NEW YORK (CBSNewYork) — Cash is a universal currency and now New York City businesses will have to accept it.
On Thursday, the city council passed a bill requiring food and retail establishments to accept paper money and coins from customers. Those that don’t could face a hefty fine, CBS2’s Dick Brennan reported.READ MORE: Gov. Cuomo Says He Will Not Resign Amid Sexual Harassment Allegations: 'I Never Touched Anyone Inappropriately'
“Cashless transactions can be beneficial for businesses,” Councilman Rafael Espinal said. “However, there are also unintended negative consequences that flow on from a policy that relies exclusively on cashless payments.”
For example, not everyone has access to a credit card. Councilman Ritchie Torres, who sponsored the bill, said during the council meeting vulnerable communities are being discriminated against as a result.
“New Yorkers who have no documentation, no permanent address, who are living in poverty, who have no brick-and-mortar banking services in their area, these New Yorkers face deeply entrenched barriers,” Torres said.Road To Reopening: New York City Arts And Entertainment Venues Allowed To Reopen At 33% Capacity Beginning April 2
Rebecca Tison opened Upper West Side bakery Barachou five months ago as a cashless establishment right off the bat. She said transactions move quickly and more efficiently without any cash and it deters break-ins.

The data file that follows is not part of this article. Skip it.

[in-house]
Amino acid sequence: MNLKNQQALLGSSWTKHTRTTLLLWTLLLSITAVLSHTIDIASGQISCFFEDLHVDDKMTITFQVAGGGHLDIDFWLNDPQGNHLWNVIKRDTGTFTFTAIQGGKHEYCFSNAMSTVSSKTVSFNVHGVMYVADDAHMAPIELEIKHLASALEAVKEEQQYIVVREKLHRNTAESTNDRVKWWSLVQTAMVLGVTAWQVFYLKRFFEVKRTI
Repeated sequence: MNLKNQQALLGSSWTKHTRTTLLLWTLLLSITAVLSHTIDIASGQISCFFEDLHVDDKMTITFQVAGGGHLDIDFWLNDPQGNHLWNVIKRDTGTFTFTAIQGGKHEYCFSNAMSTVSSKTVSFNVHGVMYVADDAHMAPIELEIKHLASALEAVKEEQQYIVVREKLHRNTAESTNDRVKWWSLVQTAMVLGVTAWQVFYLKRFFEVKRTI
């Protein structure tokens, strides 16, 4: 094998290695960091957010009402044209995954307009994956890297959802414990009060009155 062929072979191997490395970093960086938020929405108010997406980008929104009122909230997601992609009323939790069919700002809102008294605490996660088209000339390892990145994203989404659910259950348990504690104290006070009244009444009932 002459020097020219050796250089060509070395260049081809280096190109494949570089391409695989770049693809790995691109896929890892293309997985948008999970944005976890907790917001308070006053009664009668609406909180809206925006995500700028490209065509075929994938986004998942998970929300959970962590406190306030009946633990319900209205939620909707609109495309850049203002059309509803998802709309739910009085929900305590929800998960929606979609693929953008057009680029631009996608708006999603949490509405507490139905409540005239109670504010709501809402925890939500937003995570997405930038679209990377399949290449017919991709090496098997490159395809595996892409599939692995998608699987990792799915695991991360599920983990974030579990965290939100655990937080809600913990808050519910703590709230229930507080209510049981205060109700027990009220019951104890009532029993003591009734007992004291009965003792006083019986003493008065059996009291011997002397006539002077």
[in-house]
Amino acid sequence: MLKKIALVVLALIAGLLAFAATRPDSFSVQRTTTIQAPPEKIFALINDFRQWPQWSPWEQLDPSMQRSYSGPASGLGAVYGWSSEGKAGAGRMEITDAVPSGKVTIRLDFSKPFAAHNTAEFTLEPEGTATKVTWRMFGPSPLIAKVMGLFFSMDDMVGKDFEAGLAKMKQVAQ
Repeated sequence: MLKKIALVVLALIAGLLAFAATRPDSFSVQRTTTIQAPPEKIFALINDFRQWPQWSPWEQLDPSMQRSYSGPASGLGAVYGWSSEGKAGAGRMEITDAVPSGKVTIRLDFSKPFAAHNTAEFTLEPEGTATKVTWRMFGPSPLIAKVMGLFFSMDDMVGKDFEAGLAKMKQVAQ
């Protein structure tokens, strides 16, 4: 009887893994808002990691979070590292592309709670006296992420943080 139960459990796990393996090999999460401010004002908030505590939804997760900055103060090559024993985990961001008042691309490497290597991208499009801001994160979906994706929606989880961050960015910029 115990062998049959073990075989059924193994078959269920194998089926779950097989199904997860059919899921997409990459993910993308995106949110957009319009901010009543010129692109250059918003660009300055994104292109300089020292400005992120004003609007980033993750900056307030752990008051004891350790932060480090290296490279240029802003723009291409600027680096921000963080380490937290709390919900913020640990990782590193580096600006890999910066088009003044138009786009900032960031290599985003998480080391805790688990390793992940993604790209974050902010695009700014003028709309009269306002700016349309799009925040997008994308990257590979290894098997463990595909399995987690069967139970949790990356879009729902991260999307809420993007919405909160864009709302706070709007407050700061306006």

“Whenever someone wants to pay in cash and I explain the situation they are really understanding,” Tison said. “Also, with my employees it’s super to train them and safest for me at the end of the day.”
And though Mike McPartland, manager of the Coffee Pot in Hell’s Kitchen, said the majority of his transactions are done with cards over cash, money is money in any form.
“As long as you have money you should be able to spend it,” McPartland said.
Under the bill, businesses that refuse cash will be fined up to $1,000 for a first violation and $1,500 for subsequent offenses. There are some exceptions. Shops do not have to accept bills greater than $20.MORE NEWS: Caught On Camera: Asian Man Brutally Beaten At Lower East Side Subway Station
The bill would not take affect until nine months after the mayor signs it into law.